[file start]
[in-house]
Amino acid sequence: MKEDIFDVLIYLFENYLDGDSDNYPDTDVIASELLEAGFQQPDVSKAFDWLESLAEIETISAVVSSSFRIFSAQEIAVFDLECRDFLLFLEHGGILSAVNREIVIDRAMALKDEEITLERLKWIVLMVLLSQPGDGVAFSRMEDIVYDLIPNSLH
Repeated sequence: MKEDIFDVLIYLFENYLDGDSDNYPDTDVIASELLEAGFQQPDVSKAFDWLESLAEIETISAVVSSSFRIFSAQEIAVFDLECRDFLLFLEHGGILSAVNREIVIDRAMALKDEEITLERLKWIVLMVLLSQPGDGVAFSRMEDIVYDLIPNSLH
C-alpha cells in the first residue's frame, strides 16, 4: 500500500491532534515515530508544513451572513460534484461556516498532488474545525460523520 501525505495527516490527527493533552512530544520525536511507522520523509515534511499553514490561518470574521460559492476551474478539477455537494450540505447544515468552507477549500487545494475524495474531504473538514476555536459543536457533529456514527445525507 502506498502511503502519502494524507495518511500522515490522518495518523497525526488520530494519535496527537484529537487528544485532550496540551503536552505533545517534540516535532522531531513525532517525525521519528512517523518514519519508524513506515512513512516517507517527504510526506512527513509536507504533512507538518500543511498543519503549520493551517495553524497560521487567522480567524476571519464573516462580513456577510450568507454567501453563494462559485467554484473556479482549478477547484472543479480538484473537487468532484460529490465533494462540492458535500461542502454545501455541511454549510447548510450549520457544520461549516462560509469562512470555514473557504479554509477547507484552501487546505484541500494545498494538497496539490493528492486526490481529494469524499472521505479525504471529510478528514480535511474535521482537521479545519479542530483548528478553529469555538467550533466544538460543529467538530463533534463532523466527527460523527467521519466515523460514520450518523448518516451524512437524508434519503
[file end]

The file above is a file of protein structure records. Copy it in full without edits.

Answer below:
[in-house]
Amino acid sequence: MKEDIFDVLIYLFENYLDGDSDNYPDTDVIASELLEAGFQQPDVSKAFDWLESLAEIETISAVVSSSFRIFSAQEIAVFDLECRDFLLFLEHGGILSAVNREIVIDRAMALKDEEITLERLKWIVLMVLLSQPGDGVAFSRMEDIVYDLIPNSLH
Repeated sequence: MKEDIFDVLIYLFENYLDGDSDNYPDTDVIASELLEAGFQQPDVSKAFDWLESLAEIETISAVVSSSFRIFSAQEIAVFDLECRDFLLFLEHGGILSAVNREIVIDRAMALKDEEITLERLKWIVLMVLLSQPGDGVAFSRMEDIVYDLIPNSLH
C-alpha cells in the first residue's frame, strides 16, 4: 500500500491532534515515530508544513451572513460534484461556516498532488474545525460523520 501525505495527516490527527493533552512530544520525536511507522520523509515534511499553514490561518470574521460559492476551474478539477455537494450540505447544515468552507477549500487545494475524495474531504473538514476555536459543536457533529456514527445525507 502506498502511503502519502494524507495518511500522515490522518495518523497525526488520530494519535496527537484529537487528544485532550496540551503536552505533545517534540516535532522531531513525532517525525521519528512517523518514519519508524513506515512513512516517507517527504510526506512527513509536507504533512507538518500543511498543519503549520493551517495553524497560521487567522480567524476571519464573516462580513456577510450568507454567501453563494462559485467554484473556479482549478477547484472543479480538484473537487468532484460529490465533494462540492458535500461542502454545501455541511454549510447548510450549520457544520461549516462560509469562512470555514473557504479554509477547507484552501487546505484541500494545498494538497496539490493528492486526490481529494469524499472521505479525504471529510478528514480535511474535521482537521479545519479542530483548528478553529469555538467550533466544538460543529467538530463533534463532523466527527460523527467521519466515523460514520450518523448518516451524512437524508434519503